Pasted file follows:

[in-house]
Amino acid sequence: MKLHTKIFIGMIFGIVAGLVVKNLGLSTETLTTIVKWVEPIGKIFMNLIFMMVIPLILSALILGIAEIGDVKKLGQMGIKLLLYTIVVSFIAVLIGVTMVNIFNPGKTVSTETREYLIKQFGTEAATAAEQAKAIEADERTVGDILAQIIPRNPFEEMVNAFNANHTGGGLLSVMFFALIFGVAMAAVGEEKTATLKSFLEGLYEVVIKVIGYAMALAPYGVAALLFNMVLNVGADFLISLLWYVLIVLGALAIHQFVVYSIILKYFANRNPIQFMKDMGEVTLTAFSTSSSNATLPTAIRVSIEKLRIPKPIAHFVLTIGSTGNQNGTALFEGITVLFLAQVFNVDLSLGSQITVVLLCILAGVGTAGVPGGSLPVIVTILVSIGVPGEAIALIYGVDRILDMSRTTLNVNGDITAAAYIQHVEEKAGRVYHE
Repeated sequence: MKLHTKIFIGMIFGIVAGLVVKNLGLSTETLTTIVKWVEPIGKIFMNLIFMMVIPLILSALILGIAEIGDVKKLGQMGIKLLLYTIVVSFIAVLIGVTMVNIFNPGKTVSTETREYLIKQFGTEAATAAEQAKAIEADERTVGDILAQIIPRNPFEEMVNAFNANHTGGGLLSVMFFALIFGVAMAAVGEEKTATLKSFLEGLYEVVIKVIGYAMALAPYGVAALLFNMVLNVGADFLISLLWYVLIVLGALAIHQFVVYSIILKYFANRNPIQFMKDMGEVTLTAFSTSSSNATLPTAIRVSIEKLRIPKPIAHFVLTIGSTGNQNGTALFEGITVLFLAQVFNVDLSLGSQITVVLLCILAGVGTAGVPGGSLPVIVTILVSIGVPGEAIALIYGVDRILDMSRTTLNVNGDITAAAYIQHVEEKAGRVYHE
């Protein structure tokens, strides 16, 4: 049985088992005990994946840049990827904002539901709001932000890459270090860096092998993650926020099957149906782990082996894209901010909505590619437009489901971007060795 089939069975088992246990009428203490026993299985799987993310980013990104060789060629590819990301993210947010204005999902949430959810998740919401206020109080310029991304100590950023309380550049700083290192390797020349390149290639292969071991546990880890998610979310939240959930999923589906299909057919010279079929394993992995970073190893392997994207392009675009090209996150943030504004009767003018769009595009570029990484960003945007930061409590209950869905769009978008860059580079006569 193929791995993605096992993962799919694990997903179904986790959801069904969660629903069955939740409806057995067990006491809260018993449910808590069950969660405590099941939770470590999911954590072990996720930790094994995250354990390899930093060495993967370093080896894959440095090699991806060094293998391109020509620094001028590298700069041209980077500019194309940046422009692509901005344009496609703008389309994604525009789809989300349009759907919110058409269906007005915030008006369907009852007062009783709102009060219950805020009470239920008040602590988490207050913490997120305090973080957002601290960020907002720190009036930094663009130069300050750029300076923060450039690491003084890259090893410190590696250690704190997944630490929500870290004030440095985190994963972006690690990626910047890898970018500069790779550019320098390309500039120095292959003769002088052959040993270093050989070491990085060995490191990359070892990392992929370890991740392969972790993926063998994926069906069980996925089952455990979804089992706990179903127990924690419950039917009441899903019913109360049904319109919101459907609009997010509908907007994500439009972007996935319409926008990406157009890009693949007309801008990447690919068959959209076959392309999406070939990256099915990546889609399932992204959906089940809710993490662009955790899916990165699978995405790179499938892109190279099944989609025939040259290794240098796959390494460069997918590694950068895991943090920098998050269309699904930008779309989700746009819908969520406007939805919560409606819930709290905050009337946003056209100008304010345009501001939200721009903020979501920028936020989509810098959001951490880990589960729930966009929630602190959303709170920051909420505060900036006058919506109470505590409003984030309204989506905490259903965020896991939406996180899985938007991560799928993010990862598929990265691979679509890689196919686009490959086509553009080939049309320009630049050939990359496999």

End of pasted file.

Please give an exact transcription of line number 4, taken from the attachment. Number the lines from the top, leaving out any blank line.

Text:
């Protein structure tokens, strides 16, 4: 049985088992005990994946840049990827904002539901709001932000890459270090860096092998993650926020099957149906782990082996894209901010909505590619437009489901971007060795 089939069975088992246990009428203490026993299985799987993310980013990104060789060629590819990301993210947010204005999902949430959810998740919401206020109080310029991304100590950023309380550049700083290192390797020349390149290639292969071991546990880890998610979310939240959930999923589906299909057919010279079929394993992995970073190893392997994207392009675009090209996150943030504004009767003018769009595009570029990484960003945007930061409590209950869905769009978008860059580079006569 193929791995993605096992993962799919694990997903179904986790959801069904969660629903069955939740409806057995067990006491809260018993449910808590069950969660405590099941939770470590999911954590072990996720930790094994995250354990390899930093060495993967370093080896894959440095090699991806060094293998391109020509620094001028590298700069041209980077500019194309940046422009692509901005344009496609703008389309994604525009789809989300349009759907919110058409269906007005915030008006369907009852007062009783709102009060219950805020009470239920008040602590988490207050913490997120305090973080957002601290960020907002720190009036930094663009130069300050750029300076923060450039690491003084890259090893410190590696250690704190997944630490929500870290004030440095985190994963972006690690990626910047890898970018500069790779550019320098390309500039120095292959003769002088052959040993270093050989070491990085060995490191990359070892990392992929370890991740392969972790993926063998994926069906069980996925089952455990979804089992706990179903127990924690419950039917009441899903019913109360049904319109919101459907609009997010509908907007994500439009972007996935319409926008990406157009890009693949007309801008990447690919068959959209076959392309999406070939990256099915990546889609399932992204959906089940809710993490662009955790899916990165699978995405790179499938892109190279099944989609025939040259290794240098796959390494460069997918590694950068895991943090920098998050269309699904930008779309989700746009819908969520406007939805919560409606819930709290905050009337946003056209100008304010345009501001939200721009903020979501920028936020989509810098959001951490880990589960729930966009929630602190959303709170920051909420505060900036006058919506109470505590409003984030309204989506905490259903965020896991939406996180899985938007991560799928993010990862598929990265691979679509890689196919686009490959086509553009080939049309320009630049050939990359496999």